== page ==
Flag Football Star Diana Flores on the Collective Power of Women's Sports

"I bet if you see a female athlete succeed, you're going to cheer with her."

Diana Flores sits onstage at Marie Claire's power play event wearing a sweater over her shoulders
(Image credit: Ralphy Ramos)

Flag football player Diana Flores's résumé is filled with athletic milestones, from becoming the youngest-ever player to compete in an international tournament for her sport (at age 16), to clinching Under Armour's first-ever ambassador spot for a flag football player (at age 26). She's competed in four World Cups and a World Games; her trophy case at home contains gold, silver, and bronze medals. She would be the last to say she reached these heights in her sport all on her own.

In conversation with Under Armour Chief Communications Officer Amanda Miller at Marie Claire's Power Play event, Flores credited each and every accomplishment to two groups of women who inspire her: the ones who break gender barriers in sports by playing with her now, and the ones who could follow her example in the future. (Okay, discipline has also played a role.)

"The thing I love the most is that you can feel this sense of sorority between all the athletes, [all from] different countries, no matter your sport," Flores said. "I bet if you see a female athlete succeed, you're going to cheer with her. And that's what it's all about."

Amanda Miller and Diana Flores onstage at the Marie Claire Power Play event

Amanda Miller and Diana Flores spoke to guests at Power Play about ambition in sports, and how it manifests in Flores's career.

(Image credit: Ralphy Ramos)

Flores has been as devoted to championing gender parity in flag football as training for her own games. Flag football is at an exciting juncture, she noted: More than 200 million athletes currently play it across one hundred countries, and it will be included in Olympics for the first time at the Summer 2028 Games.

Still, flag football isn't a professional sport—meaning athletes are not paid for playing. Instead, they make a living outside of the arena while devoting countless hours to practicing and competing for free. "You actually pay to play, and you actually pay to represent your country, and you actually give from your pocket your time, everything, to do what you love," Flores said. "You have to be ten things at the same time, which makes, I feel, every accomplishment and every goal and every journey more to admire."

Amanda Miller and Diana Flores onstage at Marie Claire's Power Play

"Everything we're working for has a bigger purpose," Flores told Miller. "It is not for us. It's for the girls that are coming behind us."

(Image credit: Ralphy Ramos)

With every game and every major opportunity (like, say, a role with a massive athleticwear brand), Flores hopes to unlock new pathways for up-and-coming players—as well as that official, professional sport status.

When she found the sport at age eight, Flores had to train with teenagers because there wasn't an outlet to practice for her own age group. Now, she gets to be the example she didn't have on an international scale growing up. (And, she pays it forward by hosting training camps for young girls.)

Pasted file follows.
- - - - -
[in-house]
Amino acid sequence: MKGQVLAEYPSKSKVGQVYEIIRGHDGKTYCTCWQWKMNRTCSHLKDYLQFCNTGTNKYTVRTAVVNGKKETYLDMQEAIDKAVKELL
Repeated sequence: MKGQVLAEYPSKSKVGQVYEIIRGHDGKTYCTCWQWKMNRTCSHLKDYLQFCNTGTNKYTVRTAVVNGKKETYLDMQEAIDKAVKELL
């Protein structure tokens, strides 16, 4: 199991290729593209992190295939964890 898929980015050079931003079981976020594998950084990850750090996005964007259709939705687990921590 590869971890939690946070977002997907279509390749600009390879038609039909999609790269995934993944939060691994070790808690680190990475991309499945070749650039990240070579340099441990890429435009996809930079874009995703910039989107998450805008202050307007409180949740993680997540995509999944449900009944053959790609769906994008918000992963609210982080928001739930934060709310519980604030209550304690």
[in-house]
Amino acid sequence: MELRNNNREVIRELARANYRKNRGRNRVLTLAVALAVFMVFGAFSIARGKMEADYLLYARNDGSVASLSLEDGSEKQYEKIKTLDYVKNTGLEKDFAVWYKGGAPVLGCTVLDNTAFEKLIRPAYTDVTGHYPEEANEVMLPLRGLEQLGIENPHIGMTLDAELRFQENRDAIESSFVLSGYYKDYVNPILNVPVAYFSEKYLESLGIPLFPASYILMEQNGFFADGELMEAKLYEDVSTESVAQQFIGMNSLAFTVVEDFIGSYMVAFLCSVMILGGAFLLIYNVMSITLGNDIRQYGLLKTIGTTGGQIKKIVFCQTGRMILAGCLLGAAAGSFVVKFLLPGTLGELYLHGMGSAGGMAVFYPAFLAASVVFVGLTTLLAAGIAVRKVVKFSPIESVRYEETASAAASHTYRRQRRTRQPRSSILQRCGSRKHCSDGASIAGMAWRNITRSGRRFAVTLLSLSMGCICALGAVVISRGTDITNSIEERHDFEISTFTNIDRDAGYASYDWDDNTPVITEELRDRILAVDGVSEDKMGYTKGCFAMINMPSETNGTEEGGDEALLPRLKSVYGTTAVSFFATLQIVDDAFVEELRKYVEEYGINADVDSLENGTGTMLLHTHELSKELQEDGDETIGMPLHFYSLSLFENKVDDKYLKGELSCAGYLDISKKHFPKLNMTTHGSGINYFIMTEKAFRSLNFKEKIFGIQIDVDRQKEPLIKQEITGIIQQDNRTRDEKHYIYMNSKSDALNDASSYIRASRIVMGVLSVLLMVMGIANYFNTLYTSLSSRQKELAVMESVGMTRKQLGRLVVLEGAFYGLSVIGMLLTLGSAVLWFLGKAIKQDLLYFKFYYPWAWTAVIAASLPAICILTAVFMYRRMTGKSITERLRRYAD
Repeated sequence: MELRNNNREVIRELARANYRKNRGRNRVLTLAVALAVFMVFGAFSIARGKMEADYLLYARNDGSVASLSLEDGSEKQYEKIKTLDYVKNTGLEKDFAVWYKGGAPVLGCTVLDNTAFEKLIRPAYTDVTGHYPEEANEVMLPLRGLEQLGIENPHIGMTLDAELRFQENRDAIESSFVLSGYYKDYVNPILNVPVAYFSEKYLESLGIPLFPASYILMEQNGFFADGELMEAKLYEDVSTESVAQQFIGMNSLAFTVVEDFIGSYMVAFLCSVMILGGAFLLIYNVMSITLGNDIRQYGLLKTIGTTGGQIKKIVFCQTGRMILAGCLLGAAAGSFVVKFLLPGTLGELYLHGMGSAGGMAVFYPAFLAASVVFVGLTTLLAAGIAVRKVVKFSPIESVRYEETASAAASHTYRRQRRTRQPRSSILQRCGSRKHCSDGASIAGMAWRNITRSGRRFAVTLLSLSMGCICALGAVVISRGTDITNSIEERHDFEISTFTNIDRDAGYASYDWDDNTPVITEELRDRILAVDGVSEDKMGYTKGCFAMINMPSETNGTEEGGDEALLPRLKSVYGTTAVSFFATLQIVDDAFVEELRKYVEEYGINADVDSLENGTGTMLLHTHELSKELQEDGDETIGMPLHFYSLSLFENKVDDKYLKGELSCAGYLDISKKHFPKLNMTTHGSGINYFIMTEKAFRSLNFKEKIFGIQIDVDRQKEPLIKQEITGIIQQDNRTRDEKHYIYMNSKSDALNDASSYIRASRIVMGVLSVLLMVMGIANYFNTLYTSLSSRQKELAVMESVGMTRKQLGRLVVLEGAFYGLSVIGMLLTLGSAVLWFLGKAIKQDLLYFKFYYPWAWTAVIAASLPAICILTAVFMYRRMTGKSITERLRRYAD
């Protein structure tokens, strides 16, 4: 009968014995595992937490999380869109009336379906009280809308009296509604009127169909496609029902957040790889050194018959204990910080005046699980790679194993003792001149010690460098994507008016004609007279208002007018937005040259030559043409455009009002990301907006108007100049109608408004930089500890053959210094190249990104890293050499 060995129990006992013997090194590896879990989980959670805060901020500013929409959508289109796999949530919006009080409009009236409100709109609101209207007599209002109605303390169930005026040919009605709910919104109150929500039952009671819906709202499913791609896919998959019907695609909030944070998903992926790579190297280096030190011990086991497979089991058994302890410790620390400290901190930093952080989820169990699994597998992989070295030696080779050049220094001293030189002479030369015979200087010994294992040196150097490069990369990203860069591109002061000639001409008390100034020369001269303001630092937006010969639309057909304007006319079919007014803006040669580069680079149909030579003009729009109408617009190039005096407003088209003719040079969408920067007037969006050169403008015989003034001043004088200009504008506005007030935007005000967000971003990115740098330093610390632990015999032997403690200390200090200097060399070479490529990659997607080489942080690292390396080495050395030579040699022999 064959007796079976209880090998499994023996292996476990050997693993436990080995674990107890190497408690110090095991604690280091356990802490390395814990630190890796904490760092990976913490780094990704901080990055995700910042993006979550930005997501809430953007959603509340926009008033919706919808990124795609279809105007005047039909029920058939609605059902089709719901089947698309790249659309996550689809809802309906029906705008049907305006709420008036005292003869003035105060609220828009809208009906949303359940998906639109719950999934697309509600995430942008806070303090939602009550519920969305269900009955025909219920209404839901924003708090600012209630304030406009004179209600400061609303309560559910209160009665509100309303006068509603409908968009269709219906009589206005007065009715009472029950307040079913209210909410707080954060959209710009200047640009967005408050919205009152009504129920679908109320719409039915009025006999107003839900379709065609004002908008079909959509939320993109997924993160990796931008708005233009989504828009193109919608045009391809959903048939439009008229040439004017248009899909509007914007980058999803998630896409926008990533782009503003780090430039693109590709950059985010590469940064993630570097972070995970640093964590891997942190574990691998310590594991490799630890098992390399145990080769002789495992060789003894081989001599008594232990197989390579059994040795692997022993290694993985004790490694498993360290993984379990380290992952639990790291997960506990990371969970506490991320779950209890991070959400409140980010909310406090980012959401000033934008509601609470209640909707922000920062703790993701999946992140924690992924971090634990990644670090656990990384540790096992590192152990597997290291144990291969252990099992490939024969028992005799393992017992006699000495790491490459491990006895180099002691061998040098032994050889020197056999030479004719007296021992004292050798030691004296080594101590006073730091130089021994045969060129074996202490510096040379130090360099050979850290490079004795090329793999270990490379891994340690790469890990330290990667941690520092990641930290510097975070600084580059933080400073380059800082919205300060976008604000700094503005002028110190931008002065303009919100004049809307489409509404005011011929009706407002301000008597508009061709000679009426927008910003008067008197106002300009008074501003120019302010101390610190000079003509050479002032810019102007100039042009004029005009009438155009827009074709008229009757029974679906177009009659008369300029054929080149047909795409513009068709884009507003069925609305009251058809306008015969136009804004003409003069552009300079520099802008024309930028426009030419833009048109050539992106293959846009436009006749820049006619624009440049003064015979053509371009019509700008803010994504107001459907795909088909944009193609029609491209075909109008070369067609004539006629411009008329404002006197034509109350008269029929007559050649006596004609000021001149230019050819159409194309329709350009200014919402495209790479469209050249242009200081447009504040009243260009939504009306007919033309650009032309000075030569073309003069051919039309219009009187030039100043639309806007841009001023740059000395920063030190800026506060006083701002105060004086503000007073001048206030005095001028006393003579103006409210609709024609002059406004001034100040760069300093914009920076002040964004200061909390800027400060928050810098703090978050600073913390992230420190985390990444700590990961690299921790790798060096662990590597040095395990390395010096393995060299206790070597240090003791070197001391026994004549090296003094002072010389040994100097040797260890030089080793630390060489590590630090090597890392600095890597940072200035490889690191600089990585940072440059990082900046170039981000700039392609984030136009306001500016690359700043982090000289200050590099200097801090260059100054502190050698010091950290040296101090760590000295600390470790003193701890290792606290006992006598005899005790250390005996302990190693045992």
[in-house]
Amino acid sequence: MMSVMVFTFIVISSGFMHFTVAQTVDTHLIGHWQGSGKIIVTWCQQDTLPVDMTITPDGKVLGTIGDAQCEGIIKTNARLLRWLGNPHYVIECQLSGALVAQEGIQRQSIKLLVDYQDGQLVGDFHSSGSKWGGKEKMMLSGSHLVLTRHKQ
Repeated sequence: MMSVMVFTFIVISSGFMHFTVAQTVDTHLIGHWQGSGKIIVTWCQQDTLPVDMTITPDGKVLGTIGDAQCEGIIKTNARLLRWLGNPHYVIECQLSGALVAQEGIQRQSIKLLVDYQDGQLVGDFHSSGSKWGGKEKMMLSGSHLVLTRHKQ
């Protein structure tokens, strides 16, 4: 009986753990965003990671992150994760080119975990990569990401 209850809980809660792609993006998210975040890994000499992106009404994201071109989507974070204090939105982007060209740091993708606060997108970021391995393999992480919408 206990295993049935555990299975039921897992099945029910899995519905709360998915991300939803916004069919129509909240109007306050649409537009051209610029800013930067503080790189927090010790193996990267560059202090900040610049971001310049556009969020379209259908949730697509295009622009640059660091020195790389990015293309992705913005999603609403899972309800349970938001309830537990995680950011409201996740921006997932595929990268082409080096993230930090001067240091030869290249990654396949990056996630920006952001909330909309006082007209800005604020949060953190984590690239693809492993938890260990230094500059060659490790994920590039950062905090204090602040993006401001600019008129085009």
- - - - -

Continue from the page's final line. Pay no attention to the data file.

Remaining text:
"Everything we're working for has a bigger purpose," she said, "that it is not for us. It's for the girls that are coming behind us." Building a more equitable arena really is a team sport.

Shop Diana Flores and Amanda Miller's favorite Under Armour picks below.

Shop Diana Flores's Under Armour Picks

Shop Amanda Miller's Under Armour Picks

Halie LeSavage
Senior News Editor (Fashion & Beauty)

Halie LeSavage is the senior fashion and beauty news editor at Marie Claire, where she assigns, edits, and writes stories for both sections. Halie is an expert on runway trends, celebrity style, emerging fashion and beauty brands, and shopping (naturally). In over seven years as a professional journalist, Halie’s reporting has ranged from fashion week coverage spanning the Copenhagen, New York, Milan, and Paris markets, to profiles on industry insiders including stylist Alison Bornstein and J.Crew womenswear creative director Olympia Gayot, to breaking news stories on noteworthy brand collaborations and beauty launches. (She can personally confirm that Bella Hadid’s Ôrebella perfume is worth the hype.) She has also written dozens of research-backed shopping guides to finding the best tote bags, ballet flats, and more. Most of all, Halie loves to explore what trends—like the rise of doll-like Mary Janes or TikTok’s 75 Hard Style Challenge—can say about culture writ large. (She justifies almost any purchase by saying it’s “for work.”) Halie has previously held writer and editor roles at Glamour, Morning Brew, and Harper’s Bazaar. Halie has been cited as a fashion and beauty expert in The Cut, CNN Underscored, and Reuters, among other outlets, and appears in newsletters like Selleb and Self-Checkout to provide shopping recommendations. In 2022, she was awarded the Hearst Spotlight Award for excellence and innovation in fashion journalism. She holds a Bachelor’s Degree in English from Harvard College. Outside of work, Halie is passionate about books, baking, and her miniature Bernedoodle, Dolly. For a behind-the-scenes look at her reporting, you can follow Halie on Instagram and TikTok.